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Will Utah follow the U.S. economic pattern?


Utah's economy ended 1990 as one of the nation's three fastest-growing state economies. That momentum has been maintained in the 1991 first quarter, and the outlook for the remainder of the year and beyond appears favorable despite a stubborn national recession. But what can be expected from the national economy in the months ahead, and what justification is there for continued local economic optimism?

Atypical Recession

The U.S. economic recession persists, but early evidence suggests that housing, automobile sales, and other key sectors may have passed their low point for this cycle. The speed and magnitude of the recovery, however, are still very uncertain. Historically, the typical U.S. business-cycle downturn follows a pattern characterized by rising inflation, higher interest rates, falling demand, and excess inventories. The weakened demand would then reduce inflation and interest rates, and as soon as the excess inventory positions were liquidated, a usually rapid growth phase would ensue.

The current recession is quite different. Certainly the Persian Gulf War disrupted consumer confidence and buying patterns, but contemporary structural economic weaknesses include excess personal and corporate debt and illiquidity, overbuilding, declining values in commercial real estate, and rising levels of nonperforming loans. Unfortunately, these structural economic soft spots do not lend themselves to quick and easy solutions. Solving problems of debt, excess capacity, and nonperforming loans is much more complicated than the historical process of liquidating inventories.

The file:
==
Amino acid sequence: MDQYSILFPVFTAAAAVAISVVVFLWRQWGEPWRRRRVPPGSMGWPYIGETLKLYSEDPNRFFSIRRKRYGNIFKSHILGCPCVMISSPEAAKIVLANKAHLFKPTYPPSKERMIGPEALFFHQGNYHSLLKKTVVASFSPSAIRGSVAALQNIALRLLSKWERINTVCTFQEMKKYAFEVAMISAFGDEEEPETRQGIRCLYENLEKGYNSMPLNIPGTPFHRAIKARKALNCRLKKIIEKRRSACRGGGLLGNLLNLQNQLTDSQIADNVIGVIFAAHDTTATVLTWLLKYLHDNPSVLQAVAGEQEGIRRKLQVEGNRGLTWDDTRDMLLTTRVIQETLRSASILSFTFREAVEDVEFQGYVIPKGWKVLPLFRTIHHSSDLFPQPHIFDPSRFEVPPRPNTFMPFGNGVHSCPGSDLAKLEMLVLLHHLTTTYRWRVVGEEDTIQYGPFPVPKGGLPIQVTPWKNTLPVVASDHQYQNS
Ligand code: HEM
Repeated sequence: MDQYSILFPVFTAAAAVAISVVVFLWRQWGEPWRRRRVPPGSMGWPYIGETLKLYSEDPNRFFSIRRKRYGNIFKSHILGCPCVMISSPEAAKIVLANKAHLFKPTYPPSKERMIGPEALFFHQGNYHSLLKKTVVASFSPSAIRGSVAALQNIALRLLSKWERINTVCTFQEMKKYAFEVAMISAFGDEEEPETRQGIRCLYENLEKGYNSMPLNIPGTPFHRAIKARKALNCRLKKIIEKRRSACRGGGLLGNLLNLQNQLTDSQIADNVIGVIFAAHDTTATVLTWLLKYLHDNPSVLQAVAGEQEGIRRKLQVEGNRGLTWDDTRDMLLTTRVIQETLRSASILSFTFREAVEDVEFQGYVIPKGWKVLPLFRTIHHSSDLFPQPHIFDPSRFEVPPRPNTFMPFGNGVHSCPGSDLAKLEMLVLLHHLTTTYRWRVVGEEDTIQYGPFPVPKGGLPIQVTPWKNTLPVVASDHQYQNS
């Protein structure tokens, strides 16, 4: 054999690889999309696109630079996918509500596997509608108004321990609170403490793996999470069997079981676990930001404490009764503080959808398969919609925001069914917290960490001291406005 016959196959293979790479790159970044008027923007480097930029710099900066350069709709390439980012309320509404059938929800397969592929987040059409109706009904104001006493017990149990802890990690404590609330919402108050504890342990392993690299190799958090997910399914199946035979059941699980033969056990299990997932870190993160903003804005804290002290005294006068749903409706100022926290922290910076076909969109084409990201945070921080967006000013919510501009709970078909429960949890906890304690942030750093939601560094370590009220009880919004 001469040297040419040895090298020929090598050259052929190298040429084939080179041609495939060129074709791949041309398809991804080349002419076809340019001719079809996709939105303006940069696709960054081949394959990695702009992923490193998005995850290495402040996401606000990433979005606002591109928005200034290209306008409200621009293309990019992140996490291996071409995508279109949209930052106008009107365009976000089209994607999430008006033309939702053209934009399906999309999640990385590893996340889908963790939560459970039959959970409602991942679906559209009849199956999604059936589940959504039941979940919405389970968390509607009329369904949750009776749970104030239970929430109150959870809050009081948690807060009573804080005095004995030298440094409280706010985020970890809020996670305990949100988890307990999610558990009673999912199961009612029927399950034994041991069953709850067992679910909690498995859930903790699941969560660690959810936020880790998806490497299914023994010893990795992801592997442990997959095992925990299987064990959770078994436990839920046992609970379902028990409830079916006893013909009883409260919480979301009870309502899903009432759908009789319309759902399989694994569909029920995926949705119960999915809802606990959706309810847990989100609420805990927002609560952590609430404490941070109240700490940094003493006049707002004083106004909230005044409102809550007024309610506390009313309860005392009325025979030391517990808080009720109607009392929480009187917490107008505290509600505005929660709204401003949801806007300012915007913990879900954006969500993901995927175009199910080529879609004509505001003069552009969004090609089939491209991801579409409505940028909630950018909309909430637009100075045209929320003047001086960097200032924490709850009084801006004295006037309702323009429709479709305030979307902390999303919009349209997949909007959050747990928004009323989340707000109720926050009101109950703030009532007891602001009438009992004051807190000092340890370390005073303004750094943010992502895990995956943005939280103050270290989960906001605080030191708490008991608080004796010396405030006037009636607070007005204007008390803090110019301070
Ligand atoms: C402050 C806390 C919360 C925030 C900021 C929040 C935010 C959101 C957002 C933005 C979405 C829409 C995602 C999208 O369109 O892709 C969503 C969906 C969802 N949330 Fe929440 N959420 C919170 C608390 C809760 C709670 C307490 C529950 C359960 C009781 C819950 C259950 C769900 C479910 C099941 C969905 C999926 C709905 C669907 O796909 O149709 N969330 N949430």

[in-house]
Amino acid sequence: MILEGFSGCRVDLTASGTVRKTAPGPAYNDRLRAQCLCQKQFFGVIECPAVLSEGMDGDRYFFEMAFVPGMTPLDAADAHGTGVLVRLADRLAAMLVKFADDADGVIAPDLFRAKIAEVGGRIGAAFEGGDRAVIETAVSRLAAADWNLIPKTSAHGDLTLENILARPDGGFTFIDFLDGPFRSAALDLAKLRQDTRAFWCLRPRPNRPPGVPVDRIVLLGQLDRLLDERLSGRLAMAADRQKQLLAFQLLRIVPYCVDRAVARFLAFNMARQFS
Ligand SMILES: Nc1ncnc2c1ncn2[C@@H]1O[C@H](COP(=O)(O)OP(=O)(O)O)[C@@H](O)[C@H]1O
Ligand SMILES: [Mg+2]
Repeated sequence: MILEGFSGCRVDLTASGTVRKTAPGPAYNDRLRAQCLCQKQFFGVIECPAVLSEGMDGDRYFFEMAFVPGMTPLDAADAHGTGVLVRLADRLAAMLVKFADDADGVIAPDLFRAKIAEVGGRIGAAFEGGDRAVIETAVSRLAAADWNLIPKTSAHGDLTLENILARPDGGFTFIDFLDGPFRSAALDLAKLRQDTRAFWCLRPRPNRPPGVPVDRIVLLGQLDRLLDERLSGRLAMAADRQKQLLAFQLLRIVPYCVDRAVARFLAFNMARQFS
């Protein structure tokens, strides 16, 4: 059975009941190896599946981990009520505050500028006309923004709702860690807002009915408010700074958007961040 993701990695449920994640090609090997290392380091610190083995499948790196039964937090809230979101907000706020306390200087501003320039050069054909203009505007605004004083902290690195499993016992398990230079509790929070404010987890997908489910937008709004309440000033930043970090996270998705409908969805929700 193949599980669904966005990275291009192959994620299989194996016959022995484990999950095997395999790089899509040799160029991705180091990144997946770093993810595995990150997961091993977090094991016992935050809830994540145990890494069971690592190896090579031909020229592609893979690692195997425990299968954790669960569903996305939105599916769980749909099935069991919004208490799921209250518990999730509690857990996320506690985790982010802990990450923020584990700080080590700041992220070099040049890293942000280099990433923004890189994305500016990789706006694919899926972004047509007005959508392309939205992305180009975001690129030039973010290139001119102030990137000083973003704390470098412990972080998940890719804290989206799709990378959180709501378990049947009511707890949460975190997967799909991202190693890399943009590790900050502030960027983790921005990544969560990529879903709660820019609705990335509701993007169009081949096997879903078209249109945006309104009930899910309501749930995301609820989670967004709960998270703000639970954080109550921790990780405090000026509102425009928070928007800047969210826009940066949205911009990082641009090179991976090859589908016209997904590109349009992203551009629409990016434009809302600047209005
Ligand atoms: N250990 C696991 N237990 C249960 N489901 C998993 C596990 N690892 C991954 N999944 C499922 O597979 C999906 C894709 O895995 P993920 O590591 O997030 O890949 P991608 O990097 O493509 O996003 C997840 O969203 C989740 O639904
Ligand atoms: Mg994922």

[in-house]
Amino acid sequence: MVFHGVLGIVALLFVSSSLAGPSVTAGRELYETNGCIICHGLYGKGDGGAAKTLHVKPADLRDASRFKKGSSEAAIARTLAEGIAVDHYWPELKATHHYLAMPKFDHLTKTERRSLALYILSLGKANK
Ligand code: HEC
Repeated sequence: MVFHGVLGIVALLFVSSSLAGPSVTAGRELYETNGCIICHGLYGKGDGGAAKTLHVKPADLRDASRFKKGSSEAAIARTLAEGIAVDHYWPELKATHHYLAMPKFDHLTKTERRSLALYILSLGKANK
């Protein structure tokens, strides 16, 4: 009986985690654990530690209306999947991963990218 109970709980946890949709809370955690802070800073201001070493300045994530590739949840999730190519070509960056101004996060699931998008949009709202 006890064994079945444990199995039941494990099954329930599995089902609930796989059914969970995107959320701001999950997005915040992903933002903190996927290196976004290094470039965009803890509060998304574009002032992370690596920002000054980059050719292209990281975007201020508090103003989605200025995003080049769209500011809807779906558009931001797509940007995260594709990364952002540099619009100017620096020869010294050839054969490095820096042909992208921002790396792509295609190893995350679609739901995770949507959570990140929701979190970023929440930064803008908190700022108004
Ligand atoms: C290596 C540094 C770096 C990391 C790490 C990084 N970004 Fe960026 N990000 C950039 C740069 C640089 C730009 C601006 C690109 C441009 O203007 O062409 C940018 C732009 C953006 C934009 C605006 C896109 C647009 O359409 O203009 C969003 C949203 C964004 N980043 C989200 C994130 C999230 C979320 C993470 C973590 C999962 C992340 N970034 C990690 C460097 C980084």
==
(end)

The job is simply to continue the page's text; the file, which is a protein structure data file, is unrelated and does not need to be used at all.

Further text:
Ultimately, the seeds of recovery from this and any other recession grow from the consumer sector. Renewed borrowing and buying by individuals start a chain reaction toward economic prosperity. At this point, however, economic fundamentals in the consumer sector remain soft and do not imply an immediate resurgence in new spending. Debt levels continue to be high, savings are low, changes in real income have been negative, and nearly 1.5 million net jobs have been lost.

Against this background, the Federal Reserve has continued to nudge interest rates lower. This appears to be appropriate policy, since the dollar has been strong in foreign-exchange markets and the pace of inflation is slipping toward a possible 3.5-percent rate in the second half of 1991. Perhaps the bigger question is whether lower interest rates will change the prevailing incentives to liquidate debt and induce renewed loan demand leading to the creation of additional debt.

All in all, the national economy will soon begin to recover, but the pace of growth through the remainder of this year and into 1992 might be disappointingly sluggish.

Good News for Utah

Even with the superb performance of Utah's economy in 1990, why should we be optimistic that the state can withstand the national trend and avoid being drawn into the sea of economic malaise? The following six factors help supply the required evidence.

1. Improving, Not Deteriorating, Construction and Real-Estate Sectors